Mistletoe is easiest to spot in winter. Photo courtesy of Preservation Tree Services.
You may have noticed it as the trees start to lose their leaves, when it’s more visible. Hidden during summer, the growths look like small, lime green shrubs with waxy white berries. It’s mistletoe, a reminder of Christmas, festive decorations and the quaint tradition of kissing unsuspecting bystanders.
Don’t be fooled. Mistletoe is a vampire of the plant world. In fact, it’s a parasite that lives by attaching itself to weakened trees and sucking moisture and nutrients from their sap. Left to grow, it can shade out the tree’s foliage, depriving it of sunlight that the tree needs to internally manufacture its own food sugars. Usually, this doesn’t result in the tree’s death, just what one botanist calls “an unhappy symbiosis.”
Mistletoe grows around the world, in at least five families, according to university sources. The North American mistletoe native to Texas is Phoradendron leucarpum. Ecologist David M. Watson pointed out in a 2001 review that mistletoes have value in wild areas.
“A broad array of animals depend on mistletoe for food, consuming the leaves and young shoots, transferring pollen between plants and dispersing the sticky seeds.”
And that’s how mistletoe gets into homeowners’ shade trees. Sticky mistletoe seeds fall onto trees, dropped by birds. The seeds germinate, penetrating through the tree’s bark. When those first shoots reach the water-conducting tissue of the tree, they put out rootlike structures that grow up and down the branches, inside the bark.
“A handful of trees in North Texas are more susceptible to mistletoe,” says Micah Pace, certified arborist and professional urban forester with Preservation Tree in Dallas. ”Cedar elm, hackberry and bois d’arc. It can get on red oak and a couple of others.”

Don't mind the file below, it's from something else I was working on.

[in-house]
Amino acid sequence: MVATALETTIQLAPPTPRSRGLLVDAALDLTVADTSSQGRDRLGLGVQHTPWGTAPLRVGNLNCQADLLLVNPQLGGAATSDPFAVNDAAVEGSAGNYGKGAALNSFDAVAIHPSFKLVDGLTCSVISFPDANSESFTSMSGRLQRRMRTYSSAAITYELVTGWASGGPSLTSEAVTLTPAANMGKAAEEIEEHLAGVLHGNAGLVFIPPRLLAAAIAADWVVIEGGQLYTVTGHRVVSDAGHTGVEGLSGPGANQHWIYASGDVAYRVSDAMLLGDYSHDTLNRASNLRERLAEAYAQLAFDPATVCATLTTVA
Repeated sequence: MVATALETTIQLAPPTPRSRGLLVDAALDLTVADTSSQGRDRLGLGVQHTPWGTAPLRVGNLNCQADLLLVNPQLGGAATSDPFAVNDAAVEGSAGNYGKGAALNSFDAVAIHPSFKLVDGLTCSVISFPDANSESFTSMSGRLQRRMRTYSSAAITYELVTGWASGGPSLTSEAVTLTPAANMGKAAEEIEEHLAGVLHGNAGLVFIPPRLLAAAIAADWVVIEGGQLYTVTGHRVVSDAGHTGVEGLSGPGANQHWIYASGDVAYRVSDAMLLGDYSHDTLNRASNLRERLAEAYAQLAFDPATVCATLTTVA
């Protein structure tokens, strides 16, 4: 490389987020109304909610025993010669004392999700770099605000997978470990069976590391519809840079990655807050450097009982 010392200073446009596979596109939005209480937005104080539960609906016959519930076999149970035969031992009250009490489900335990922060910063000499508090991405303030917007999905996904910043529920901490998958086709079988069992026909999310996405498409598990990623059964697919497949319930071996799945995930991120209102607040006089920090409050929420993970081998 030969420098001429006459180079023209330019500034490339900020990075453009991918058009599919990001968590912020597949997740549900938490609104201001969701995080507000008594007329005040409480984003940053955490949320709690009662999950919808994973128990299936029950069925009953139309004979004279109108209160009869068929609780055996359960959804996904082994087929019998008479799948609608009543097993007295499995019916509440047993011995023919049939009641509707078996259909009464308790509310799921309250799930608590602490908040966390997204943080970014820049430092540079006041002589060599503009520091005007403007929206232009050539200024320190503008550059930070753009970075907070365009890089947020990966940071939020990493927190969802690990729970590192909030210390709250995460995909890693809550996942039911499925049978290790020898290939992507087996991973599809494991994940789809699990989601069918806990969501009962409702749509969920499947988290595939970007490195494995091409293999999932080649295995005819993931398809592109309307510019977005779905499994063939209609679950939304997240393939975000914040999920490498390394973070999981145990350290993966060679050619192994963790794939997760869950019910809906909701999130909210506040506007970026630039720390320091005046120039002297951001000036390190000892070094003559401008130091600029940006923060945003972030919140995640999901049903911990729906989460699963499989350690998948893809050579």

“Good tree care is the best prevention with mistletoe. Healthy trees are more resistant to pests and diseases… If you know you have a susceptible species, keep it healthy with healthy soil and consistent pruning.”
Soil aeration and mulching the root zone of the tree improve the soil and protect it from compaction. Aeration is best done, says Pace, by a compressed air tool called an “air spade,” which is a wand with a probe that inserts into the ground and injects air to open pathways for air and water.
Mulching three to four inches deep in a broad area over roots, rather than growing lawn grass there, is recommended. Foot traffic and lawn maintenance equipment running over the root zone compacts the soil, closing the natural air spaces created by earthworms, ants and the percolation of rain through the soil layers.
Once a tree has mistletoe, “address it timely and consistently,” says Pace. “If you don’t, it will continue to spread.”
Besides intercepting sunlight, the plant weakens the branches it infects, when its fibrous roots spread under the bark.
By “address,” he means, cut if off.
“It’s best to remove the branch one foot above the infestation.”
If the mistletoe has gone untreated and spread too far, deep cuts may make the tree unsightly, in which case repeated pruning is required. See Resources below for DIY guidance or professional care options.
Once this horticultural vampire is pruned away, no stake through the heart or crucifix is necessary. Dispose of it in a securely fastened trashbag or run the mower over prunings to chop them up and add them to your compost pile.
When thoroughly removed, mistletoe likely won’t need maintenance again for about two years.
And the internet lore on “How did mistletoe get its name?” and “Where did the custom of kissing under the mistletoe begin?” can entertain the easily entertained for hours.
For DIY tips on correct mistletoe pruning, contact your local Texas AgriLife Extension office. Call Steve Hudkins in Dallas County at 214-904-3050 or Laura Miller in Tarrant County at 817-884-1945. Or visit, Aggie Horticulture. For commercial help, tree care companies staffed by certified arborists or foresters are most reliable.